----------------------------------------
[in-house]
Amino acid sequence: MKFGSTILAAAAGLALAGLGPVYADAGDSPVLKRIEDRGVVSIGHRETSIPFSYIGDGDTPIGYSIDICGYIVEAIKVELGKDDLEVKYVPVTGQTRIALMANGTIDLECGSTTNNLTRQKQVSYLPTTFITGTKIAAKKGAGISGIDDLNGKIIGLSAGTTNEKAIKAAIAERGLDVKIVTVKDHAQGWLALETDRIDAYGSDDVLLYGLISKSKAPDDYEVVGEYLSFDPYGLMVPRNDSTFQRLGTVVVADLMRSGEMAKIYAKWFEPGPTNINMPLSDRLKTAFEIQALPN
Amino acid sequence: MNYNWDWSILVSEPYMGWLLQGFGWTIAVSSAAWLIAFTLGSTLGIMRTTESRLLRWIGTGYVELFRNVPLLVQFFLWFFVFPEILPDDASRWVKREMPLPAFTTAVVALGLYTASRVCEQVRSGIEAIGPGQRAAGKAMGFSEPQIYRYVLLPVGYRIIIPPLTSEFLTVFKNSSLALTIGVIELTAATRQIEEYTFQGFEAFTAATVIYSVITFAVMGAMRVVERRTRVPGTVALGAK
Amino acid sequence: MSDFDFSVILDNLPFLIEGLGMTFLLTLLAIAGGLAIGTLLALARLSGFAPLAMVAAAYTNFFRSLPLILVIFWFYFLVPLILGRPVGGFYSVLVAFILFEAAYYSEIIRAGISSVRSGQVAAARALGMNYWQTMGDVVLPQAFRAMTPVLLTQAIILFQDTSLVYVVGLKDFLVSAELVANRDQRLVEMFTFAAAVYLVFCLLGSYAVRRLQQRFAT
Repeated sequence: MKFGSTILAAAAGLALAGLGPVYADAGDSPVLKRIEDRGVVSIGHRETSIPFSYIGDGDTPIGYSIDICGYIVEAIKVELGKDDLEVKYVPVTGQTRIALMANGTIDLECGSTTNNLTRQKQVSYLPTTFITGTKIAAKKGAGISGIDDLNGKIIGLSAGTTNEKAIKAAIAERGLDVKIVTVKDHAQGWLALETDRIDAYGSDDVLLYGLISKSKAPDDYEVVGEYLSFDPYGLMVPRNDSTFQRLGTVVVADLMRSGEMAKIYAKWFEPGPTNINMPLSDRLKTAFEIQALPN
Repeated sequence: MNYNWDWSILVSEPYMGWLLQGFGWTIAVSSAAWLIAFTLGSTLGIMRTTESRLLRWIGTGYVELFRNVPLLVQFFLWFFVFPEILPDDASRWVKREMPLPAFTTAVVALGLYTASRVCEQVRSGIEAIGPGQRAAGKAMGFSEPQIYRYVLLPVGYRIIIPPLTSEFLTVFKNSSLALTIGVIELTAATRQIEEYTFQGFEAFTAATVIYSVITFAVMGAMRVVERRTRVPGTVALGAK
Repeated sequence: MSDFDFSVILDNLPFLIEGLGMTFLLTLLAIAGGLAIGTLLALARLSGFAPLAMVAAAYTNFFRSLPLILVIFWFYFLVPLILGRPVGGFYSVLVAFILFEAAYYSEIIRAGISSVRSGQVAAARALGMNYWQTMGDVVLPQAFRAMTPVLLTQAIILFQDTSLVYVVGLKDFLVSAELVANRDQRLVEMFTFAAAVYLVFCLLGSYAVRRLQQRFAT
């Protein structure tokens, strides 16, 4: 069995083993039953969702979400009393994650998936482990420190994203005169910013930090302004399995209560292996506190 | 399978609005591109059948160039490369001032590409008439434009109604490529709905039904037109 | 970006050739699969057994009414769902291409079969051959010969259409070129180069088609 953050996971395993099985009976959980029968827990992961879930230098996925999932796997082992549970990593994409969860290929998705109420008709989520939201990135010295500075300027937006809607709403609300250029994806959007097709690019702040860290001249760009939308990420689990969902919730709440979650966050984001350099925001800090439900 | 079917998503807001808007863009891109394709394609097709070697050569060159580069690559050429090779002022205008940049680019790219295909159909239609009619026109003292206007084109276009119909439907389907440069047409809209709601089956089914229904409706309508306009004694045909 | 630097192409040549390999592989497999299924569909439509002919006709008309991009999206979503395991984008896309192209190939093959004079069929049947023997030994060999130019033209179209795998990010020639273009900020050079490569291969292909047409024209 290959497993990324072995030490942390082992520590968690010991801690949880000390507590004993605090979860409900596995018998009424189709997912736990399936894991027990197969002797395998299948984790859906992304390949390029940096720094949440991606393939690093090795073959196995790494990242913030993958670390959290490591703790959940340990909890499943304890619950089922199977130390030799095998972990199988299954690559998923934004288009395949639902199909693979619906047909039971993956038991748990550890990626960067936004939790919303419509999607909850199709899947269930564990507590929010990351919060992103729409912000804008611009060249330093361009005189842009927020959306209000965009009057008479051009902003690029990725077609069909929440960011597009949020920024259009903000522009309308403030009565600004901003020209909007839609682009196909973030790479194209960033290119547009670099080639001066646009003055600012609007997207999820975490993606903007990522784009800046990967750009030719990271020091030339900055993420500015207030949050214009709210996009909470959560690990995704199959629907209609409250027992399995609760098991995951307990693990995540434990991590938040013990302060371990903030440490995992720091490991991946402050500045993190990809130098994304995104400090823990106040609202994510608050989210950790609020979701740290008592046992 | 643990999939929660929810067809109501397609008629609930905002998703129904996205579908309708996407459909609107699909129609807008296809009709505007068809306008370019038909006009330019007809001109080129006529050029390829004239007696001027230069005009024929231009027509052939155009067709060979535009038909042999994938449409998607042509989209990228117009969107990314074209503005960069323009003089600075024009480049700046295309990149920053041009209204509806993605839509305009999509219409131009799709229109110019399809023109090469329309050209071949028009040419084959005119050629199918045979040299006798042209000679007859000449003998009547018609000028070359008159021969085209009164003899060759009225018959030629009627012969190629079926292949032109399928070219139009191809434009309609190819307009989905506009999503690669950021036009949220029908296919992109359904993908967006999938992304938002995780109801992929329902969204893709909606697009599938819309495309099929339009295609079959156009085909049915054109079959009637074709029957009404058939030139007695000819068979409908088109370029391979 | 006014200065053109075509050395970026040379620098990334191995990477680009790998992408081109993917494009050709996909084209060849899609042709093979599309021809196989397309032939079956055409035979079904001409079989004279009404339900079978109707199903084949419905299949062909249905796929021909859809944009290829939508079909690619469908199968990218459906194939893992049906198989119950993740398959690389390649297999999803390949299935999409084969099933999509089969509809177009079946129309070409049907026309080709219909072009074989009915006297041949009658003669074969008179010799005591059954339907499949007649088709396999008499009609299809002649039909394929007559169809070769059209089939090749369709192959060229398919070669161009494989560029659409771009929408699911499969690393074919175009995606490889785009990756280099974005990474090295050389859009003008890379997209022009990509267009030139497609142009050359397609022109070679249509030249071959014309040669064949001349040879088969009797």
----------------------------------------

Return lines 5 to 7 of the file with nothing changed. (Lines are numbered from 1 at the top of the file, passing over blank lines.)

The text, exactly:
Repeated sequence: MKFGSTILAAAAGLALAGLGPVYADAGDSPVLKRIEDRGVVSIGHRETSIPFSYIGDGDTPIGYSIDICGYIVEAIKVELGKDDLEVKYVPVTGQTRIALMANGTIDLECGSTTNNLTRQKQVSYLPTTFITGTKIAAKKGAGISGIDDLNGKIIGLSAGTTNEKAIKAAIAERGLDVKIVTVKDHAQGWLALETDRIDAYGSDDVLLYGLISKSKAPDDYEVVGEYLSFDPYGLMVPRNDSTFQRLGTVVVADLMRSGEMAKIYAKWFEPGPTNINMPLSDRLKTAFEIQALPN
Repeated sequence: MNYNWDWSILVSEPYMGWLLQGFGWTIAVSSAAWLIAFTLGSTLGIMRTTESRLLRWIGTGYVELFRNVPLLVQFFLWFFVFPEILPDDASRWVKREMPLPAFTTAVVALGLYTASRVCEQVRSGIEAIGPGQRAAGKAMGFSEPQIYRYVLLPVGYRIIIPPLTSEFLTVFKNSSLALTIGVIELTAATRQIEEYTFQGFEAFTAATVIYSVITFAVMGAMRVVERRTRVPGTVALGAK
Repeated sequence: MSDFDFSVILDNLPFLIEGLGMTFLLTLLAIAGGLAIGTLLALARLSGFAPLAMVAAAYTNFFRSLPLILVIFWFYFLVPLILGRPVGGFYSVLVAFILFEAAYYSEIIRAGISSVRSGQVAAARALGMNYWQTMGDVVLPQAFRAMTPVLLTQAIILFQDTSLVYVVGLKDFLVSAELVANRDQRLVEMFTFAAAVYLVFCLLGSYAVRRLQQRFAT